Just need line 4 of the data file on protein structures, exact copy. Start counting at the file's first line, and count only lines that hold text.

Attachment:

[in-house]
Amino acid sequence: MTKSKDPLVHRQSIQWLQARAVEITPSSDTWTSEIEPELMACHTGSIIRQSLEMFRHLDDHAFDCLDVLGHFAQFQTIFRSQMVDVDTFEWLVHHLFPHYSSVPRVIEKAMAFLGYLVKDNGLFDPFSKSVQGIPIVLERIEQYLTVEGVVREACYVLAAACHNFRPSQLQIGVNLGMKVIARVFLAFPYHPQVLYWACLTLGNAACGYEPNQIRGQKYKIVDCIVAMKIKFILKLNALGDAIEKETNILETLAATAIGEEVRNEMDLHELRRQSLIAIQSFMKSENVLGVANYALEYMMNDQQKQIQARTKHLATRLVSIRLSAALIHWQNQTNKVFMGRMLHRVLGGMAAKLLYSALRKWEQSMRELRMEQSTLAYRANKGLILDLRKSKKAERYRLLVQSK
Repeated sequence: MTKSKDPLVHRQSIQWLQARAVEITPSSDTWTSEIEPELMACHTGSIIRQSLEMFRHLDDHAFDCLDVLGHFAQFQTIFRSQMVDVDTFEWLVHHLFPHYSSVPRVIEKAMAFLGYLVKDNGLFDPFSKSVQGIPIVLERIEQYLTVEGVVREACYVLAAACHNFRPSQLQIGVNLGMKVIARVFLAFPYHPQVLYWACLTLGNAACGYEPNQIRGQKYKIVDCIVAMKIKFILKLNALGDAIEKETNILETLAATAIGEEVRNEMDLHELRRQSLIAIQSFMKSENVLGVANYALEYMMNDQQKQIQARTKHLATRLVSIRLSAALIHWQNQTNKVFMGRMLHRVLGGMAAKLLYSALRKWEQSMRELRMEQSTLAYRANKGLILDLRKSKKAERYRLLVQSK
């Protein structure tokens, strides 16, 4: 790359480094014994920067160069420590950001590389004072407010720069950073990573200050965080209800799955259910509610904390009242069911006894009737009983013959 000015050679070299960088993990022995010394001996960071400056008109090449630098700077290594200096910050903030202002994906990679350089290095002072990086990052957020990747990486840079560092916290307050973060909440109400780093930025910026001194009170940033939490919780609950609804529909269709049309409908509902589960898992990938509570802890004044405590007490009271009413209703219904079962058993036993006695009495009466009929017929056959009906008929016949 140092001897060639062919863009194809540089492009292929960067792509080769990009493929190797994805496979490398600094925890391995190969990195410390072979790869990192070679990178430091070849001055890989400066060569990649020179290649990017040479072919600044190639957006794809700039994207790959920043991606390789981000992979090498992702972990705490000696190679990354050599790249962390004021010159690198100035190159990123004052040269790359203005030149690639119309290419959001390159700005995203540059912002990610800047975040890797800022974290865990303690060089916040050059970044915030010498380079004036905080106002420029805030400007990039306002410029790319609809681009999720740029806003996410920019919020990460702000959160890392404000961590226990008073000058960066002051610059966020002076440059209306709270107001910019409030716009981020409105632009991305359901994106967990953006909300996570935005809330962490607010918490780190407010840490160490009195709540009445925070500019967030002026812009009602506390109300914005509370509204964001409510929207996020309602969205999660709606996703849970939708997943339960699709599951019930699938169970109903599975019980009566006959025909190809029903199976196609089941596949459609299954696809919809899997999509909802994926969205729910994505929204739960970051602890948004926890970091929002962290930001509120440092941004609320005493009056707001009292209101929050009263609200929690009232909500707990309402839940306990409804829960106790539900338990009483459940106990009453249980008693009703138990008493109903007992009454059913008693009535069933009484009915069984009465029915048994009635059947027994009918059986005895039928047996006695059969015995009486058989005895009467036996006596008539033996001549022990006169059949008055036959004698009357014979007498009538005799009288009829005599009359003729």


């Protein structure tokens, strides 16, 4: 790359480094014994920067160069420590950001590389004072407010720069950073990573200050965080209800799955259910509610904390009242069911006894009737009983013959 000015050679070299960088993990022995010394001996960071400056008109090449630098700077290594200096910050903030202002994906990679350089290095002072990086990052957020990747990486840079560092916290307050973060909440109400780093930025910026001194009170940033939490919780609950609804529909269709049309409908509902589960898992990938509570802890004044405590007490009271009413209703219904079962058993036993006695009495009466009929017929056959009906008929016949 140092001897060639062919863009194809540089492009292929960067792509080769990009493929190797994805496979490398600094925890391995190969990195410390072979790869990192070679990178430091070849001055890989400066060569990649020179290649990017040479072919600044190639957006794809700039994207790959920043991606390789981000992979090498992702972990705490000696190679990354050599790249962390004021010159690198100035190159990123004052040269790359203005030149690639119309290419959001390159700005995203540059912002990610800047975040890797800022974290865990303690060089916040050059970044915030010498380079004036905080106002420029805030400007990039306002410029790319609809681009999720740029806003996410920019919020990460702000959160890392404000961590226990008073000058960066002051610059966020002076440059209306709270107001910019409030716009981020409105632009991305359901994106967990953006909300996570935005809330962490607010918490780190407010840490160490009195709540009445925070500019967030002026812009009602506390109300914005509370509204964001409510929207996020309602969205999660709606996703849970939708997943339960699709599951019930699938169970109903599975019980009566006959025909190809029903199976196609089941596949459609299954696809919809899997999509909802994926969205729910994505929204739960970051602890948004926890970091929002962290930001509120440092941004609320005493009056707001009292209101929050009263609200929690009232909500707990309402839940306990409804829960106790539900338990009483459940106990009453249980008693009703138990008493109903007992009454059913008693009535069933009484009915069984009465029915048994009635059947027994009918059986005895039928047996006695059969015995009486058989005895009467036996006596008539033996001549022990006169059949008055036959004698009357014979007498009538005799009288009829005599009359003729």